Wizard - Cantrip Level Spell
Casting Time: 1 Action
Range: 30 ft
Components: Verbal and Somatic
You sap the vitality of one creature you can see in range. The target must succeed on a Constitution saving throw or take 1d4 necrotic damage and fall prone.
At Higher Levels. This spell’s damage increases by 1d4 when you reach 5th level (2d4), 11th level (3d4), and 17th level (4d4).
My Comments: I can see people looking at the damage die on this spell and scoffing, but the tactician will see the possibilities. I remember my first “prone” experience in 5e (or “D&D Next” at the time, as we were doing the playtest that came before 5e), our fighter tripped someone and we all thought that was pretty awesome, except the opponent’s turn came right after and they just stood right back up again and attacked like nothing happened. Boooo!
However, the power of making an opponent go prone can be awesome if used correctly.
- After you knock someone down, let your multi-attack fighters get in there and pound on them with advantage. Just make sure your timing is right.
- Need to get away? Knock someone prone and they lose half their speed.
- Alternatively, want to make sure somebody can’t run away? Sapping Sting is here for you.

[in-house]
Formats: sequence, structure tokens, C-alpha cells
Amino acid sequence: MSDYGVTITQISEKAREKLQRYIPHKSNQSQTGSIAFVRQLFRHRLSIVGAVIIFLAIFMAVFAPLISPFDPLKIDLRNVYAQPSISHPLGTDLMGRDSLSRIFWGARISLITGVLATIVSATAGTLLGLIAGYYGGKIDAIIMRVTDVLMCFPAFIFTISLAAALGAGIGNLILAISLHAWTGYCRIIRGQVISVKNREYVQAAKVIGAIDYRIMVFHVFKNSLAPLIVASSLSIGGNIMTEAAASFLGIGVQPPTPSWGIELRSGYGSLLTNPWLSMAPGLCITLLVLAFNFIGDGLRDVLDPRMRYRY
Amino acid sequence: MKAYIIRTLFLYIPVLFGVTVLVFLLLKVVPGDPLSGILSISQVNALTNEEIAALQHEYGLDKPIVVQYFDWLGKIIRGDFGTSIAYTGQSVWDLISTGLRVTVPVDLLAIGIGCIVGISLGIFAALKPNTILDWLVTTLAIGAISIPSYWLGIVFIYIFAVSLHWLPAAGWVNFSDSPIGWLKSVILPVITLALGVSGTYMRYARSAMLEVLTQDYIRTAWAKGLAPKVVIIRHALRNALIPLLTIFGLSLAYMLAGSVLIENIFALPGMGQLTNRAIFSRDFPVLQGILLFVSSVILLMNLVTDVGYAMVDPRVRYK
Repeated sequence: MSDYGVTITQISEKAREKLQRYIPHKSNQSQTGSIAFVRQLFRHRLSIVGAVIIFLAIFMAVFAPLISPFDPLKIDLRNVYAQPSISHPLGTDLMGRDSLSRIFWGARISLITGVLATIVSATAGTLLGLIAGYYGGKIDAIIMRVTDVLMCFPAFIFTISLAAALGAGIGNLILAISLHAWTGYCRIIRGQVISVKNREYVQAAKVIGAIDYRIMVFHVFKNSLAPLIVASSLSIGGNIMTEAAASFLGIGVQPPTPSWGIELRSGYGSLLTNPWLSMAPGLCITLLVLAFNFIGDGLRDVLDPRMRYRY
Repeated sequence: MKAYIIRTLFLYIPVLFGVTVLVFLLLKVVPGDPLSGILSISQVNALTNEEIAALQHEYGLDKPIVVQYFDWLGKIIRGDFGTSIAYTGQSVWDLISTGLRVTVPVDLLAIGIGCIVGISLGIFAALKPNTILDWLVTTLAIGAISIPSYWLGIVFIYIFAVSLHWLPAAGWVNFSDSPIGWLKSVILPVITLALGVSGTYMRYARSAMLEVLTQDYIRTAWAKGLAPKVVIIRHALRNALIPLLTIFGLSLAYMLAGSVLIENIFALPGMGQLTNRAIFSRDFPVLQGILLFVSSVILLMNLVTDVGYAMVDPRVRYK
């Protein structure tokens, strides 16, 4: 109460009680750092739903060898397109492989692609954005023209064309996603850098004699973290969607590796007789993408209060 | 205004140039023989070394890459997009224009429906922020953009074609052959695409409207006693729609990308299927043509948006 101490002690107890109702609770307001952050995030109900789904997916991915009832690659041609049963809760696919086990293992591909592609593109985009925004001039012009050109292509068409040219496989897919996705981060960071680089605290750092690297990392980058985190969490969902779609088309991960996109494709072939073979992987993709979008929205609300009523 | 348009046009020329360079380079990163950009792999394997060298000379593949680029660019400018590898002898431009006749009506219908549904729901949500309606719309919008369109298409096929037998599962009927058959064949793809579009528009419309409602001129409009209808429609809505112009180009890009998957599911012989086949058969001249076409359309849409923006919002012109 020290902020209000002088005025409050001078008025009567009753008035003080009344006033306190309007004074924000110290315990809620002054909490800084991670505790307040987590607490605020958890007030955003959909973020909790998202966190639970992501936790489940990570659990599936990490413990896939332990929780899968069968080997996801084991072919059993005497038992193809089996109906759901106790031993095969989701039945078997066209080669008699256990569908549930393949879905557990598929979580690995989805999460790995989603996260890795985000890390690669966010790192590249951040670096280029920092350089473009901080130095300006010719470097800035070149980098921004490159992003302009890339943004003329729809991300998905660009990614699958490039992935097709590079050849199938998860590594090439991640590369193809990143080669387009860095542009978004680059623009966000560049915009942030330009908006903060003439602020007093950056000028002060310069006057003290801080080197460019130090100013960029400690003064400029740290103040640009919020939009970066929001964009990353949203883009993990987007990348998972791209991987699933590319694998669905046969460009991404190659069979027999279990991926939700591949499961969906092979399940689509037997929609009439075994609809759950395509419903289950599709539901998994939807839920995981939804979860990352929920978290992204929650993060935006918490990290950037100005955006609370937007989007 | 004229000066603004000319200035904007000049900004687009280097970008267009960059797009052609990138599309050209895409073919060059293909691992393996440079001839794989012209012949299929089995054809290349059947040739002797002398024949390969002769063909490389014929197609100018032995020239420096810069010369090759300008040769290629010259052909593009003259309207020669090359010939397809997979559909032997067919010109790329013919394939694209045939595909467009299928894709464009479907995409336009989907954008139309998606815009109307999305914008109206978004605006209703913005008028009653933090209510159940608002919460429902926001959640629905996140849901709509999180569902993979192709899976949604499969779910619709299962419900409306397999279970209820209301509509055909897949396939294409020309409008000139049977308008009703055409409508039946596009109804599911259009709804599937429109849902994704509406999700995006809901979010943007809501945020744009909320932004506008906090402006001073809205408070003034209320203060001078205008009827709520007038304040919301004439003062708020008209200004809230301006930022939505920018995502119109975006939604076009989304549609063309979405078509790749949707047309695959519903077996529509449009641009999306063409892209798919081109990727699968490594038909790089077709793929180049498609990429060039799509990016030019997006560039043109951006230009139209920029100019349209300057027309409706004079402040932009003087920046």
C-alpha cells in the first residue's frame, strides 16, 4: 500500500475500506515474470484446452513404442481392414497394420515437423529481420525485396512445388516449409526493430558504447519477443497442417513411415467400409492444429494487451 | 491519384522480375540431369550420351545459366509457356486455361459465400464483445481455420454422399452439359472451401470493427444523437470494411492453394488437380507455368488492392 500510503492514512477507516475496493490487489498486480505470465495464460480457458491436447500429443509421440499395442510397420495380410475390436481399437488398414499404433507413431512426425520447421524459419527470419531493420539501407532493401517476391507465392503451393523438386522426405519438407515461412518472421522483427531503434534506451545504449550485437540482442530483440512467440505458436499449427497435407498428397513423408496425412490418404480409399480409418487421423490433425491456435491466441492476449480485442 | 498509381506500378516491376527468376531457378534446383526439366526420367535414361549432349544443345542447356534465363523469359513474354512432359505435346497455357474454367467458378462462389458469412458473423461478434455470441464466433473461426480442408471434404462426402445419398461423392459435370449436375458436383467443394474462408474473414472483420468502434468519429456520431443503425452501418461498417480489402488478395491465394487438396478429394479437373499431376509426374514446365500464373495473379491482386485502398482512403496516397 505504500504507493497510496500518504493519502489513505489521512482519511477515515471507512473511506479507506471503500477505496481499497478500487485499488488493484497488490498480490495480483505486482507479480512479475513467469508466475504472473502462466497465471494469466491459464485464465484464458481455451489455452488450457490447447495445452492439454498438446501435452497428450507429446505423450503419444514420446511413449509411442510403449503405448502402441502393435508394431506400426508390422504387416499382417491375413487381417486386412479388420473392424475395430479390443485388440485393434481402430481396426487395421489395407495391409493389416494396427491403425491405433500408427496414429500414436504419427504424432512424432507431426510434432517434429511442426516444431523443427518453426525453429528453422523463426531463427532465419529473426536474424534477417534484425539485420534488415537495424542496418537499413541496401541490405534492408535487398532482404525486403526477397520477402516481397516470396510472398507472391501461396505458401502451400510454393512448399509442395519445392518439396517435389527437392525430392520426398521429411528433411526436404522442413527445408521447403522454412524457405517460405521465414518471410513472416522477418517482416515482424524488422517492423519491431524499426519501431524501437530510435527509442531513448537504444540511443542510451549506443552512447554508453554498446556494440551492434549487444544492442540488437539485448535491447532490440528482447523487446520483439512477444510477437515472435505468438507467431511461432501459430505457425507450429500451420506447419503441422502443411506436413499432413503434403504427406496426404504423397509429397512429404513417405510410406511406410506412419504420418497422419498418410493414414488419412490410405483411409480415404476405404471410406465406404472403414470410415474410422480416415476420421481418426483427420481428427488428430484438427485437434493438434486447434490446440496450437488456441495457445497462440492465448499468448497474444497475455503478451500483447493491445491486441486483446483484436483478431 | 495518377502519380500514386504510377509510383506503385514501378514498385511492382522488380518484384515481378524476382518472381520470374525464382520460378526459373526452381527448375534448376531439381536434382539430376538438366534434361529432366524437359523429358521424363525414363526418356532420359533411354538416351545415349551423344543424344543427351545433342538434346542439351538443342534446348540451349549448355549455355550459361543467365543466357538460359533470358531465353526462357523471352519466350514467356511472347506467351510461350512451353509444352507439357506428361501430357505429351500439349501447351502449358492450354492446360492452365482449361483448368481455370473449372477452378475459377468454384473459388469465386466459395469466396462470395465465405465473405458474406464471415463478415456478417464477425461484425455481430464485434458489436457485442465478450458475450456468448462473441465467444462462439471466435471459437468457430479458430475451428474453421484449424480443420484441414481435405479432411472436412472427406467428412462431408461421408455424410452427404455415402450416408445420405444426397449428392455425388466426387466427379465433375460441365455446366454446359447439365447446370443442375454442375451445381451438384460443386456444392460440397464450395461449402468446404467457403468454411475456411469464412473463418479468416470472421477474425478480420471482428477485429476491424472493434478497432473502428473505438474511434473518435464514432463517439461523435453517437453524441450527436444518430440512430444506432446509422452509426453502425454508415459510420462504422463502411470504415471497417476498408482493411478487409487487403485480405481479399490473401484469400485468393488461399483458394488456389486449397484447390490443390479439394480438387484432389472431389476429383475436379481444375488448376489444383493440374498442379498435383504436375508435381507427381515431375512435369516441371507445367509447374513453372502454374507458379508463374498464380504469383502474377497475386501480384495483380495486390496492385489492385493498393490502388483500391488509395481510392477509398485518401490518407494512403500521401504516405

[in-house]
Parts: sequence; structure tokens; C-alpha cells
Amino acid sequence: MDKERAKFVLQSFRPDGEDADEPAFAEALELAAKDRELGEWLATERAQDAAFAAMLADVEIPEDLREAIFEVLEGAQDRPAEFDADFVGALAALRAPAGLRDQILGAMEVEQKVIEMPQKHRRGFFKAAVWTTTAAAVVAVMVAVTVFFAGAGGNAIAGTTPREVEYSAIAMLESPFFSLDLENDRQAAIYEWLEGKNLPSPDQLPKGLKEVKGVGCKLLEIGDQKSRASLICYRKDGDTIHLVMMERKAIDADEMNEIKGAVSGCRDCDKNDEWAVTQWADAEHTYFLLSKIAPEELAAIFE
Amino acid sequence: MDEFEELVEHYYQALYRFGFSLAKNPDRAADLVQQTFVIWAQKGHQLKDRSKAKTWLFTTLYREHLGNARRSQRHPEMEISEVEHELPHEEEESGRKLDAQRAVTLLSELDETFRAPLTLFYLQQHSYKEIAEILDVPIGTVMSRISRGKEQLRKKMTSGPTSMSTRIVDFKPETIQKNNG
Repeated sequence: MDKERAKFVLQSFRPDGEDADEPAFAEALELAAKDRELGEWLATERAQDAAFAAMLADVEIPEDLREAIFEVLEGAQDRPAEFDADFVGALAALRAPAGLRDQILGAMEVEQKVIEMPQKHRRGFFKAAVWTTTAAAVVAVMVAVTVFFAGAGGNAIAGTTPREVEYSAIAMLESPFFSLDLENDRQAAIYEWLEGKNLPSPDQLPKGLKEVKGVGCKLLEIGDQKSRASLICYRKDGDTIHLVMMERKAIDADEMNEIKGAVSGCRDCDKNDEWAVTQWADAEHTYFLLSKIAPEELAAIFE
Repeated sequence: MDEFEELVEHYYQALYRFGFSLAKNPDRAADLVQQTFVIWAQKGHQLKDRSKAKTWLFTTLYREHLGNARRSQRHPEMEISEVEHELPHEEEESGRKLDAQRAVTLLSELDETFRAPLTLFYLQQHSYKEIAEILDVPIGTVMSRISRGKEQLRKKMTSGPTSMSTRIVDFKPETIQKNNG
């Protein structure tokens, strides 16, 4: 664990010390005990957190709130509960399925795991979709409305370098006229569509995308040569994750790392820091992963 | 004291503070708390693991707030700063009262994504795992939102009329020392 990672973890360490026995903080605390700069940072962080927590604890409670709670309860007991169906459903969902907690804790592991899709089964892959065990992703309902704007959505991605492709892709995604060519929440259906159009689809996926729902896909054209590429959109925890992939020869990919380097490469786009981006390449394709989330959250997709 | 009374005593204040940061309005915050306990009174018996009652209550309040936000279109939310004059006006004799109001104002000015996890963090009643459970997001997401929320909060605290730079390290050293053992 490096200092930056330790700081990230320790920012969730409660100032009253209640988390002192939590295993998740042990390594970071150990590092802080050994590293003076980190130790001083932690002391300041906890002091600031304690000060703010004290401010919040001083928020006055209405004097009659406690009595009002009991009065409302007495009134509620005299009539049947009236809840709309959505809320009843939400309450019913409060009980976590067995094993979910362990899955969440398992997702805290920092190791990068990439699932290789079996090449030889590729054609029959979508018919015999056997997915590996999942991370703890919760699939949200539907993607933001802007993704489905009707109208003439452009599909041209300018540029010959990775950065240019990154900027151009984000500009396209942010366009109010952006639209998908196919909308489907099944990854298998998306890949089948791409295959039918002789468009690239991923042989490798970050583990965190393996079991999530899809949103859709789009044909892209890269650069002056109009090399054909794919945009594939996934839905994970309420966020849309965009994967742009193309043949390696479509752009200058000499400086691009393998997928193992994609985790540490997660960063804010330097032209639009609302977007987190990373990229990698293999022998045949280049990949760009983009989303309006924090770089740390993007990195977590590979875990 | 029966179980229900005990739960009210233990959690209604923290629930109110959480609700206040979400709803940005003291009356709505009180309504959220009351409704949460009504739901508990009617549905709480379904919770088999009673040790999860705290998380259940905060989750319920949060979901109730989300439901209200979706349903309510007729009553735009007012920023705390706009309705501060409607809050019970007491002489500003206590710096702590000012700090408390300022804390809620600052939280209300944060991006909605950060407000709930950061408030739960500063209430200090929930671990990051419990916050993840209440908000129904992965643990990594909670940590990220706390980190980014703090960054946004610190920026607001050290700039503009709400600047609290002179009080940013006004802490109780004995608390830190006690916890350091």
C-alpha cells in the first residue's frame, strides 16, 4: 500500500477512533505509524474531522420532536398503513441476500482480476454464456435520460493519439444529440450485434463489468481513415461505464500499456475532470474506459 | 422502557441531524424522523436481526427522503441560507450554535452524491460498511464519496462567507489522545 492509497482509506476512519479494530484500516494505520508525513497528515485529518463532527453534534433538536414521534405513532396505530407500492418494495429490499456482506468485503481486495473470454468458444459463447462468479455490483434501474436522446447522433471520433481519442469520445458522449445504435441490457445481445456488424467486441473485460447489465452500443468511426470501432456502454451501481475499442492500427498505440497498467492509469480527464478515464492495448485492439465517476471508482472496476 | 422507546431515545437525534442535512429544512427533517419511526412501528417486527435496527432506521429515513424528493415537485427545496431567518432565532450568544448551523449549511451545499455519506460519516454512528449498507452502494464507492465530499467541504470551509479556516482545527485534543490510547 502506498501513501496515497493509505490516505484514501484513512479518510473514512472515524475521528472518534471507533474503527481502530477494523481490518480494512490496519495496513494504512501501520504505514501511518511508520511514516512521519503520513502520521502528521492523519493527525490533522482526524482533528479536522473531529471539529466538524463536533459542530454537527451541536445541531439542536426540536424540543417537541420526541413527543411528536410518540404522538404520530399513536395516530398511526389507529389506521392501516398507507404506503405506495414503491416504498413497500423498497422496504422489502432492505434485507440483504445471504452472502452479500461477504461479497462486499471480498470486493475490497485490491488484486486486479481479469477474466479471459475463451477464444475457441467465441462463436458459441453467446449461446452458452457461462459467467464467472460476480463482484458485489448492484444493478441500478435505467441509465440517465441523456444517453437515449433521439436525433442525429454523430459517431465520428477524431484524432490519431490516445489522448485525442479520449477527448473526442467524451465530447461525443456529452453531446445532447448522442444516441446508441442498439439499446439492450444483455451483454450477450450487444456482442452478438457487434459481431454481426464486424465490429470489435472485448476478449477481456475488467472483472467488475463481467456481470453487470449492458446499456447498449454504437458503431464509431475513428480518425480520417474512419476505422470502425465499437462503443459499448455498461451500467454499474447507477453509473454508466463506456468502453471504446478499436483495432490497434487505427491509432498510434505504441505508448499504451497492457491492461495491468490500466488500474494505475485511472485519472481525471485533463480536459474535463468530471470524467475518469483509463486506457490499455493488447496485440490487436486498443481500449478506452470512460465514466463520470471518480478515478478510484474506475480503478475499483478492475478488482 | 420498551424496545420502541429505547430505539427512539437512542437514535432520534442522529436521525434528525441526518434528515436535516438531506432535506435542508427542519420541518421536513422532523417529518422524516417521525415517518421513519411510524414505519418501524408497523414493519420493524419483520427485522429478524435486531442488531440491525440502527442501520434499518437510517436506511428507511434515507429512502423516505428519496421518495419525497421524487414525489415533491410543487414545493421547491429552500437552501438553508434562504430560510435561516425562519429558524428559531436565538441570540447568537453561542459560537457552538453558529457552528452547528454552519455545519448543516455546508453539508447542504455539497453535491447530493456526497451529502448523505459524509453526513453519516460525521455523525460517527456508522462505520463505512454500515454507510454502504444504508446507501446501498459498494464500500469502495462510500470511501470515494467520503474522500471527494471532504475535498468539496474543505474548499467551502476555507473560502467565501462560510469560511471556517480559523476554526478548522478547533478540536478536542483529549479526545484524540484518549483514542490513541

- Knocking someone prone plus grappling can be great.
- Being prone gives advantage to attacks within 5ft and disadvantage to those further away, so you could realistically knock a friend prone to help them avoid missile attacks when they can’t move due to turn order. After all, taking d4 damage might be worth it.
That does bring up a few points to remember-
- knocking someone prone is most useful when you have extra attacks or friends to take advantage of it, not so much a solo tactic.
- Attacks from further than 5ft away have disadvantage, so knocking them prone from 30ft away and then following up with ranged attacks won’t work as well as you might hope.
- Con saves mean that creatures probably aren’t the best targets. That’s okay because it’s often great for using on casters.
Also- This cantrip from the Explorer’s Guide to Wildemont is only accessible to Wizards with the Chronurgy and Graviturgy Tradition.
Finally, this cantrip spell is fun from a role-playing perspective and, as you know from reading my other spell reviews, this is pretty important in my games.
Tell me your favorite Sapping Sting story!
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